Inside of the Anaheim Convention Center at 11 a.m. on Oct. 2, a resounding smell of coffee beans filled the large space. It was the last day of the Coffee Fest 2016.
Since 1992, the Coffee Fest has played a large part in the popularization of specialty coffee around the country. Three separate shows are held annually on the West Cost, Midwest and East Coast.
At the West Coast event in Anaheim, held between Sept. 30 and Oct. 2, various competitions, including roasting and espresso, hosted about 200 coffee-related businesses before a total audience of approximately 10,000.
The highlight of this year’s show in Anaheim was the last day, as the finals for three different competitions were held.
Among the 64 finalists at the Latte Art World Championship Open, several of them represented Korean cafes. Two of them, Ji-hoon Kim from South Korea and Kyu-ho Choi of L.A. Koreatown’s Document Coffee Bar, later advanced to the quarterfinals.
Kim even managed to qualify for the final, which began at 11:30 a.m. The winner is judged on speed of completion, distinguished colors between coffee and milk, pattern of the art as well as its symmetry. Kim says that he was too nervous for the final and could not finish his first cup as well as he wished. The win instead went to a Japanese barista.
“I competed in Tokyo, New York and Dallas since 2014,” Kim said. “But this is the first time I made it to the final. I didn’t really expect myself to get this far because there are so many skilled baristas, but I felt more confident as the tournament progressed.”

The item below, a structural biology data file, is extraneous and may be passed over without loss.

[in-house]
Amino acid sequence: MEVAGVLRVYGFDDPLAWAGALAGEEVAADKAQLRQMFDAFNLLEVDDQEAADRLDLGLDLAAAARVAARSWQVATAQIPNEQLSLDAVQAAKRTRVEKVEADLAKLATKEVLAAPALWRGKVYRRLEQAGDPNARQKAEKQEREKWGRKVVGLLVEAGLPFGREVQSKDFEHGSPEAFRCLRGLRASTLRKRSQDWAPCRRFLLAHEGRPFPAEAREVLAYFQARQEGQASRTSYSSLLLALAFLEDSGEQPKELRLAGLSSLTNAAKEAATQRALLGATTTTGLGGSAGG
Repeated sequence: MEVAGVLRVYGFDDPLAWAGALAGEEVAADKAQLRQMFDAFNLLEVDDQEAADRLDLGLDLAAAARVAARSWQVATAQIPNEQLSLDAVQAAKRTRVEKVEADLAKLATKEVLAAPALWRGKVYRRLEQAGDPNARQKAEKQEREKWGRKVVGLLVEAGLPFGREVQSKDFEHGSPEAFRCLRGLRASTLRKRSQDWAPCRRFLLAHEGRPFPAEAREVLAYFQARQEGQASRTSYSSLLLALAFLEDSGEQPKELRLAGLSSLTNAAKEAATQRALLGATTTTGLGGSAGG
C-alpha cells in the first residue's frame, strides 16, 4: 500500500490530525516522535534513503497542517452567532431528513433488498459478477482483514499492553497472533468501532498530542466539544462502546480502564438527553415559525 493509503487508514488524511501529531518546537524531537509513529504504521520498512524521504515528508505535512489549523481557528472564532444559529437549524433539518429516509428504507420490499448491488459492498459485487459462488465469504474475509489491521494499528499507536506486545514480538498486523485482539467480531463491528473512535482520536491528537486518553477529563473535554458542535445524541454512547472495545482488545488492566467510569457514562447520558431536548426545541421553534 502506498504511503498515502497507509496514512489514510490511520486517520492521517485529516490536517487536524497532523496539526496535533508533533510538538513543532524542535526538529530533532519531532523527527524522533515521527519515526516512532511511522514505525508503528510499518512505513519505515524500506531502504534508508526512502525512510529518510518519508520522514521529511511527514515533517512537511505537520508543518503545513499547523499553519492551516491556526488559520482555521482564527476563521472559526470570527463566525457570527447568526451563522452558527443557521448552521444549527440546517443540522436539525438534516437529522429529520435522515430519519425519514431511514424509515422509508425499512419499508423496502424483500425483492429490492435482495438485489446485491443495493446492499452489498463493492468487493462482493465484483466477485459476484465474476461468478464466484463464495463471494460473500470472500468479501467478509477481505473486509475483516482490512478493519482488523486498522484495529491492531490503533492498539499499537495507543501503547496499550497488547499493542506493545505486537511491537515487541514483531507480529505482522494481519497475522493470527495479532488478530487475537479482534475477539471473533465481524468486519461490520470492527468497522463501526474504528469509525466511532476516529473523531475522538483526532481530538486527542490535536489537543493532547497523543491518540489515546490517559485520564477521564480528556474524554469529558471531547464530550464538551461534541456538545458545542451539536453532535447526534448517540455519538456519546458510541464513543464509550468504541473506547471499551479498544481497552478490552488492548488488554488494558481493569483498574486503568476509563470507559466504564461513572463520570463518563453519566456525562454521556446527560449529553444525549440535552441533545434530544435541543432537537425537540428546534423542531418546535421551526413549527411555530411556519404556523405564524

In the cold brew competition, Korean-owned café Coffee Code made it to the quarterfinals. Unlike other competitions at the event, the winning competitors in the cold brew event are chosen by judges who directly taste the coffee.
“We beat a renowned coffee business like Intelligentsia in the first round,” said Angie Chun, the president of Coffee Code. “We came into the competition with a blend of Kenya and El Salvador. The reaction was really good.”
There were even a Korean judge in the espresso event. L.A. Barista Academy’s Eung-ju Yeon was among the judges.
“I noticed that a lot of Korean coffee businesses participated in this year’s event and gave themselves a voice in the American market,” said Yeon. “Nitro coffee has been gaining popularity recently. Coffee drinkers are also preferring sweeter drinks over traditional espressos. I feel like this trend will only take over the mainstream faster.”
The big attraction on display at the event this year was “Ripples,” a latte art printer. Visitors also seemed fascinated by Kyuemon Ceramic Filter, which makes coffee without a paper filter. Among Korean businesses, K&Lab introduced Muglid, a specially designed cap on coffee cups.
Barista Ji-hoon Kim, who is running a South Korea-based café Wooden Temper, finished runner-up in the latte art competition at the Coffee Fest Anaheim 2016.
By Soo Yeon Oh